truitt.jpgDURHAM, N.C. – WNCU 90.7 FM and North Carolina Central University’s Alumni Affairs office have developed a new partnership to connect with NCCU graduates. Beginning Saturday, July 12, 2008, at 10:30 a.m., WNCU will air the first installment of NCCU Alumni Today, a new talk show. The show will offer graduates information about what¹s happening on campus and in the lives of their fellow Eagles.Truitt O’Neal hosts the show. He is a 2001 graduate of NCCU with his bachelor’s degree in English and a concentration in electronic media. He is the former general manager of Audionet, NCCU’s student radio station. He also worked as a student staff member for WNCU. Currently, O’Neal is the news and public affairs director for WNNL The Light 103.9 FM and the Raleigh affiliate producer of the Yolanda Adams Morning Show.

“I am enthusiastic about returning to WNCU to produce NCCU Alumni Today,” said O’Neal. “Over the upcoming weeks I look forward to talking with NCCU alumni from all walks of life across the country and around the world.”

Norma Petway, a 1977 graduate of NCCU and director of Alumni Relations, says the mission of NCCU Alumni Today as an extension of the mission of her office. According to Petway, the show “will update graduates on activities at NCCU and give information on how they can participate in university activities and contribute financially. The goal is to encourage every graduate to become an active Eagle.”

Since its debut in August 1995, WNCU, 90.7 FM, licensed to North Carolina Central University, has consistently fulfilled its mission to provide quality, culturally-appropriate programming to public radio listeners in the Triangle area. The format of this listener supported public radio station entertains the jazz aficionado, educates the novice jazz listener and disseminates news and information relative to the community-at-large. WNCU 90.7 FM is a 50,000 watt public radio station and an affiliate of NPR, PRI and Pacifica Radio.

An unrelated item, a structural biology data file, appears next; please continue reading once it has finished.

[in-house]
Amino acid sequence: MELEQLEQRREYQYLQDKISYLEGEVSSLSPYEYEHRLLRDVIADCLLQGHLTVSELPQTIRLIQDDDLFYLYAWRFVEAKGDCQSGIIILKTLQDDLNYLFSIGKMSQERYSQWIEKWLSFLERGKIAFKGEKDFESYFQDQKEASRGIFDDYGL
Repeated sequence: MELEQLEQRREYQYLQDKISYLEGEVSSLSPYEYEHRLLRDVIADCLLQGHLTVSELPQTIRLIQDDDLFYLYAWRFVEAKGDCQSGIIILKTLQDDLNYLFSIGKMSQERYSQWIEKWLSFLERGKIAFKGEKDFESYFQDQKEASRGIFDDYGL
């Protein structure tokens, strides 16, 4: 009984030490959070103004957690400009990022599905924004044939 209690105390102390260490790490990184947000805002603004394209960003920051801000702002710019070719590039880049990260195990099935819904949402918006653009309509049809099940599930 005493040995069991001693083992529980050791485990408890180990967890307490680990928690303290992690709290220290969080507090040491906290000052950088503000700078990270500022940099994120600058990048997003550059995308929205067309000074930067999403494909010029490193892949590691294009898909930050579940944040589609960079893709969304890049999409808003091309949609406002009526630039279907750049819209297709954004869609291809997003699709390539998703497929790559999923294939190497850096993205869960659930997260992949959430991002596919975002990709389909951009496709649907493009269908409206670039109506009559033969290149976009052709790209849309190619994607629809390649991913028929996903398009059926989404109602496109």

Louis Armstrong: ‘The Trumpeter’

Saturday, July 5th, 2008

louisarmstrong22.jpgHe is the most important jazz musician of all time, and even that’s an understatement. Louis Armstrong defined American popular culture in the 20th century as a musician and an entertainer. As a singer and trumpeter, he taught the world to swing…from NPR

Celebrate the 4th of July with Louis Armstrong and WNCU. It is our annual tribute to the undisputed master of swing. All day during the jazz programming, Louis Armstrong will get heavy rotation. From his early days with the hot 5’s and 7’S all the way to Hello Dolly, WNCU will broadcast the best of Louis.

So get ready to tap your feet, snap your fingers and sing along with your favorites!

Tune in at noon on the 4th for a special Jazz Profiles program, Louis Armstrong, the Trumpeter.

WNCU, 90.7 FM Partners with Kitty Kinnin for a New LIVE Blues Show

Thursday, July 3rd, 2008

kitty2.jpgDurham, N.C. – Kitty Kinnin, a fixture in Triangle radio for almost two decades, returns to the airwaves to host a new blues show, “Tell Mama – Saturday Night Blues” on WNCU, 90.7 FM.

Kinnin joins the station after four years in Wilmington, N.C., hosting a local TV show on WWAY TV3 and narrating the documentary, “Diversity, Part 1” for Step Up Wilmington. Kinnin also managed the marketing and public relations campaign for the new luxury condo development downtown, The View on Water Street. Edith Thorpe, general manager of WNCU says, “Kitty is a seasoned radio professional and we are elated that she has joined our team.”

Kinnin admits, “I’m back where I belong – in the Triangle and in front of a mic playing the music.” Although she spent her entire Triangle career in commercial radio—12 years on WRDU as midday personality and host of Sunday Jazz Brunch, four years doing the same on FOXY 107/104 and briefly, at Curtis Media—Kinnin looks forward to the challenge of public radio.